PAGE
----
Triathletes know the importance of sleep when it comes to athletic performance, perhaps better than most other athletes out there. Not only does proper sleep help decrease your risk of sports-related injuries, but it also promotes recovery and keeps you motivated for the day (and workout) ahead.
But balancing high weekly training volumes (IRONMAN athletes, especially) with work and family responsibilities can often seem unmanageable, and all-too-often sleep is sacrificed for an extra workout or catching up on emails. This is normal and something all triathletes struggle with, but we've outlined easy pre-bedtime tasks that not only save you time (giving you more minutes to snooze) yet will make waking up for your 5 a.m. masters swim that much easier.
From charging your multisport watch to checking the forecast, consider adding these nine habits to your evening routine to promote healthy sleep patterns and make mornings smoother and more efficient.
Did we miss anything? Tell us your evening rituals in the comment section below!
Charge Your Devices
Triathletes love data, so save yourself the frustration of realizing your multisport watch is dead right before you head out for a run and charge your wearables the night before. After all, if it was never recorded, did it really happen?
Fill Your Bottles
This one is simple and pretty self-explanatory, but be sure to fill your bottles, place them in the fridge and put your sports drink powder on the counter before you head to bed. This will save you precious minutes digging for matching lids in the morning and will prechill your bottles for the day ahead.
Check the Pool (or Gym) Schedule
There's perhaps nothing worse than waking up for a swim at the crack of dawn only to realize the pool has been closed for a competition or for some other issue. The night before, pull up the pool's (or gym's) website and confirm it's open for public lap swim the following day. If you're really unsure, give them a call.
Pack Your Bags
Triathletes and gear are about as synonymous as it gets. Since many workouts are squeezed in before work, make sure you pack both your workout bag and your change of clothes bag for the rest of the day. This includes not just office-friendly clothing but also toiletries like soap and shampoo so you won't smell like chlorine at that afternoon meeting.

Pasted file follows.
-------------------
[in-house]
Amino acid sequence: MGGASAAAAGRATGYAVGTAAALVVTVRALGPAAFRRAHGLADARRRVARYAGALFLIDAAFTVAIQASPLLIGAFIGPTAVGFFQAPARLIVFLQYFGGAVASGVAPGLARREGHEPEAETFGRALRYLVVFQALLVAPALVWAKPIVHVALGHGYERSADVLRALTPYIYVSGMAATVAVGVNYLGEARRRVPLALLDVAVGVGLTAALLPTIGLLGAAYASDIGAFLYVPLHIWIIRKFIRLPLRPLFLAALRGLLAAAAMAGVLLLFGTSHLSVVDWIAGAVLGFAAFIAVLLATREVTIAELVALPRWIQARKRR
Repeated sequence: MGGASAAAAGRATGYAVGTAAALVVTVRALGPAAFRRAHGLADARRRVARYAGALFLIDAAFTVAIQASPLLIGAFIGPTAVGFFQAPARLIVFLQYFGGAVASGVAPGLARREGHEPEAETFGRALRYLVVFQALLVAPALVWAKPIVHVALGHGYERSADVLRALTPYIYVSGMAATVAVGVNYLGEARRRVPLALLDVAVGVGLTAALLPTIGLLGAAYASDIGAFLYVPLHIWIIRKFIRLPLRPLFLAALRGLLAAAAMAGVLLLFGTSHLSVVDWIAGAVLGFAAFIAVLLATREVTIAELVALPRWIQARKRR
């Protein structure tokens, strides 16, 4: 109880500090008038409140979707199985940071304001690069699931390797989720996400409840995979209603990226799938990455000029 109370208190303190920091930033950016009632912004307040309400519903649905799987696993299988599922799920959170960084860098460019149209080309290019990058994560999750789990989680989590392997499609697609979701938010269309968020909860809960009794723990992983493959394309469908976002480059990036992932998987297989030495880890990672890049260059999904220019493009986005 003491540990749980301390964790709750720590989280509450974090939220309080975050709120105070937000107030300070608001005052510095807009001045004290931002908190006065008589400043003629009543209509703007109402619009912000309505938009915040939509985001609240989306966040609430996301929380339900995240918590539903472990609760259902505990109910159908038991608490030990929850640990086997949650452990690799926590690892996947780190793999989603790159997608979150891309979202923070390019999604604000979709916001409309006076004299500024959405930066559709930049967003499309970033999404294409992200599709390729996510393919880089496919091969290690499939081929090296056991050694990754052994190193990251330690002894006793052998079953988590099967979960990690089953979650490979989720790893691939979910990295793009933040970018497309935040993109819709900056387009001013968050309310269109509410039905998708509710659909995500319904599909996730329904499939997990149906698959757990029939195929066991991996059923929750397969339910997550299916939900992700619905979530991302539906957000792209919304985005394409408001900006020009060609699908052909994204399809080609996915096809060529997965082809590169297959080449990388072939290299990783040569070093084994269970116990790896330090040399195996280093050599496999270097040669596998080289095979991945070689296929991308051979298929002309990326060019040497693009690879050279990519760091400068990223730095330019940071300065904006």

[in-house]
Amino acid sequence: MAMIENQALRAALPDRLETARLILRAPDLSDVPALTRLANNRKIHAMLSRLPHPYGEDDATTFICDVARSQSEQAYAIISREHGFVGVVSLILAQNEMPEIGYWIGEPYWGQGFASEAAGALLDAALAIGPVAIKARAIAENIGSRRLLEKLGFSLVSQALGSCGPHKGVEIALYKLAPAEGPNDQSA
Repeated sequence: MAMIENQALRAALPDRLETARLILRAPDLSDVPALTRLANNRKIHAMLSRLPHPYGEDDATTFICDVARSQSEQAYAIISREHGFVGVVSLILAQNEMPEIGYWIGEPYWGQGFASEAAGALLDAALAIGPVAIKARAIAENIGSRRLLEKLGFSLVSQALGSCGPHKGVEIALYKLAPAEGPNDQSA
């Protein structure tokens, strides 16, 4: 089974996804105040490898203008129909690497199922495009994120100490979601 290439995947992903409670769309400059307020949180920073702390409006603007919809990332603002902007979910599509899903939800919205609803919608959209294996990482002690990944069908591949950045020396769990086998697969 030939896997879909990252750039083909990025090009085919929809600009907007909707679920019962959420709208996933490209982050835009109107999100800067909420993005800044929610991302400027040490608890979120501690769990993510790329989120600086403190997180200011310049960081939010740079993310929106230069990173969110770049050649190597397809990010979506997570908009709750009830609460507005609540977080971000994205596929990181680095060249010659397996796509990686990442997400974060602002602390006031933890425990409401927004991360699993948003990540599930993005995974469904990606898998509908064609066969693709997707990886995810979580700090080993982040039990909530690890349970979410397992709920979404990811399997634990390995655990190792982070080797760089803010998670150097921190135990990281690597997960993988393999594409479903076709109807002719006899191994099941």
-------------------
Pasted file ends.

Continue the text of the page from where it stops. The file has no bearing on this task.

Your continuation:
Read a Book
This point is less about reading a book as it is about disconnecting from screens at least an hour before bed. Give yourself some "me" time and leave your phone and laptop in the other room—this allows your body and mind time to relax and calm down, making it easier to fall asleep. If you are a reader, though, be sure to check out our list of our 10 favorite triathlon books.
Use a Foam Roller
While sleep is the single best way to promote recovery, it isn't the complete picture. When done regularly before bed, stretching and foam rolling are two key techniques to help minimize the wear and tear from training on a daily basis. Set a timer, put on a podcast and give your muscles some much needed TLC.
Prep Your Bike
Prepping your bike for a training ride can take a surprising amount of time. This includes inflating the tires, lubing the chain and packing snacks and gear for the trip. If you're a triathlete who prefers to ride indoors, make sure your bike is already on the trainer and ready to go the night before.
Look at the Weather Forecast
Triathletes are generally no stranger to racing and training in inclement weather, but before you go to bed (and the morning of) be sure to check the weather for any extreme conditions. It's always better to be conservative when it comes to training in the elements, especially when heading out for a long ride or run—you don't want to find yourself stranded on the side of the road if you can prevent it. Don't forget, you can always opt for a trainer spin or run on the treadmill.
Prep Your Morning Cup
Similar to prepping your bottles, also make sure your coffee maker is ready to go the night before. Grind your beans, find your filters, fill the coffee maker with water and set the timer for the next morning. This will save you tons of time when you wake up and will help boost energy levels for the workout ahead.
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